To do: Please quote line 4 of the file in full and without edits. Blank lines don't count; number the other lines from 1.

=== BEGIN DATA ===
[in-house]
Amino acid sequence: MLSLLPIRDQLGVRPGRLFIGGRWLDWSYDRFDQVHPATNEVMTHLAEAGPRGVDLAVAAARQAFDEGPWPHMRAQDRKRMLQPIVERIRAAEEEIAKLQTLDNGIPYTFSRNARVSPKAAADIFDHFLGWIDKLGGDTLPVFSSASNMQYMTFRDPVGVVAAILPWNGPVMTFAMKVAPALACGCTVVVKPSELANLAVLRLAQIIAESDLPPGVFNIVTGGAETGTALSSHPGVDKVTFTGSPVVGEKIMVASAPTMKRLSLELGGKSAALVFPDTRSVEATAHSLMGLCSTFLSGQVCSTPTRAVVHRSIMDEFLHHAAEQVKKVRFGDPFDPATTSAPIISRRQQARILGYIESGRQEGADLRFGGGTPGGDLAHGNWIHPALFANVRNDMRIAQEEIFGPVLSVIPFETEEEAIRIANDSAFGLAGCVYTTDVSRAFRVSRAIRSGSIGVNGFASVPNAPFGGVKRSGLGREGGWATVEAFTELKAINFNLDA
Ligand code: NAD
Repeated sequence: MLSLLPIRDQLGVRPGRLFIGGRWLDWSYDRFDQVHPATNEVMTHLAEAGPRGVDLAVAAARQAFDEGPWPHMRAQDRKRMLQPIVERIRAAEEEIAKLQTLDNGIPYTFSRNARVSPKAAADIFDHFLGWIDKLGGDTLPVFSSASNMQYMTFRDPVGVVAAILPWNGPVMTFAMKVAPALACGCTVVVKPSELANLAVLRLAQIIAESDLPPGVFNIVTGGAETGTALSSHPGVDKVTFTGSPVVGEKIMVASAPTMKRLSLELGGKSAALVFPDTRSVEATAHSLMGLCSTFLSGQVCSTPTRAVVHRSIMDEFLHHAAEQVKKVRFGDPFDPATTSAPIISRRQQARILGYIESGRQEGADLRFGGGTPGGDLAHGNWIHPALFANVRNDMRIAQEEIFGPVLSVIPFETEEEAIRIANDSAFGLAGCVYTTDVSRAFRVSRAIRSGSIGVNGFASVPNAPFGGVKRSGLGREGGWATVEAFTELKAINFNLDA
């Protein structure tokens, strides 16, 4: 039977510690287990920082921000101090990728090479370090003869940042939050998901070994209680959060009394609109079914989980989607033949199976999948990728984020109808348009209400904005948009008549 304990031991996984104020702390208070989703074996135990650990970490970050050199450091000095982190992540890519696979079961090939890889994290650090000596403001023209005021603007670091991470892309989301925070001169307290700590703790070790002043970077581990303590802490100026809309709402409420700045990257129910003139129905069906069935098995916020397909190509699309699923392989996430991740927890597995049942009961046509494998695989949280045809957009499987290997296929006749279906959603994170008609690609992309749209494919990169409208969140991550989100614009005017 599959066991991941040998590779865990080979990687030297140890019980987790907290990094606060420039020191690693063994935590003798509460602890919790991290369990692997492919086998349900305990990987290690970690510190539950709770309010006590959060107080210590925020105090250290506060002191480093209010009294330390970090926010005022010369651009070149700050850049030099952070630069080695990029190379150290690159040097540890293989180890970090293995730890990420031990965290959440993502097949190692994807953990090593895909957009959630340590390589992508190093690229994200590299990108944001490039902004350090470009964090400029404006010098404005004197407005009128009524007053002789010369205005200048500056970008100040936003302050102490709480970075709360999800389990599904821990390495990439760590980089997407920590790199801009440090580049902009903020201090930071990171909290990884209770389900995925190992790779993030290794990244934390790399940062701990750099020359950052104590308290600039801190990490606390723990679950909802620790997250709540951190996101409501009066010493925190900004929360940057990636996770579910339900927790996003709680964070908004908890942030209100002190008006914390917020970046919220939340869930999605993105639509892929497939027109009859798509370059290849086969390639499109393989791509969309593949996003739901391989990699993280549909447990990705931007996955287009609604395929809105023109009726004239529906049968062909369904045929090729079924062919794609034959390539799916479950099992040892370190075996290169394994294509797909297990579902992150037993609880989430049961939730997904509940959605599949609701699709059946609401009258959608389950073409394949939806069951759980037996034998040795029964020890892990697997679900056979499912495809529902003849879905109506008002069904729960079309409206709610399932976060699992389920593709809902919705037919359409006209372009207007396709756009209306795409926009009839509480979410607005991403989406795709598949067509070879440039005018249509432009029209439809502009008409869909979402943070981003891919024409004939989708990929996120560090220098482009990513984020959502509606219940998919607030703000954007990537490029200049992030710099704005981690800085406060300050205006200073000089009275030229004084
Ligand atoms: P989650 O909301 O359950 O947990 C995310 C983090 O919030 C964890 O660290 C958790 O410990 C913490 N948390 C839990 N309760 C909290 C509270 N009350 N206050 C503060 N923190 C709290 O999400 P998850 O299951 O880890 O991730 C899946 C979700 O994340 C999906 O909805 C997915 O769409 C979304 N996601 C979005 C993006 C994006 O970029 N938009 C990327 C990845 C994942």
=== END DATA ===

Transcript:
Repeated sequence: MLSLLPIRDQLGVRPGRLFIGGRWLDWSYDRFDQVHPATNEVMTHLAEAGPRGVDLAVAAARQAFDEGPWPHMRAQDRKRMLQPIVERIRAAEEEIAKLQTLDNGIPYTFSRNARVSPKAAADIFDHFLGWIDKLGGDTLPVFSSASNMQYMTFRDPVGVVAAILPWNGPVMTFAMKVAPALACGCTVVVKPSELANLAVLRLAQIIAESDLPPGVFNIVTGGAETGTALSSHPGVDKVTFTGSPVVGEKIMVASAPTMKRLSLELGGKSAALVFPDTRSVEATAHSLMGLCSTFLSGQVCSTPTRAVVHRSIMDEFLHHAAEQVKKVRFGDPFDPATTSAPIISRRQQARILGYIESGRQEGADLRFGGGTPGGDLAHGNWIHPALFANVRNDMRIAQEEIFGPVLSVIPFETEEEAIRIANDSAFGLAGCVYTTDVSRAFRVSRAIRSGSIGVNGFASVPNAPFGGVKRSGLGREGGWATVEAFTELKAINFNLDA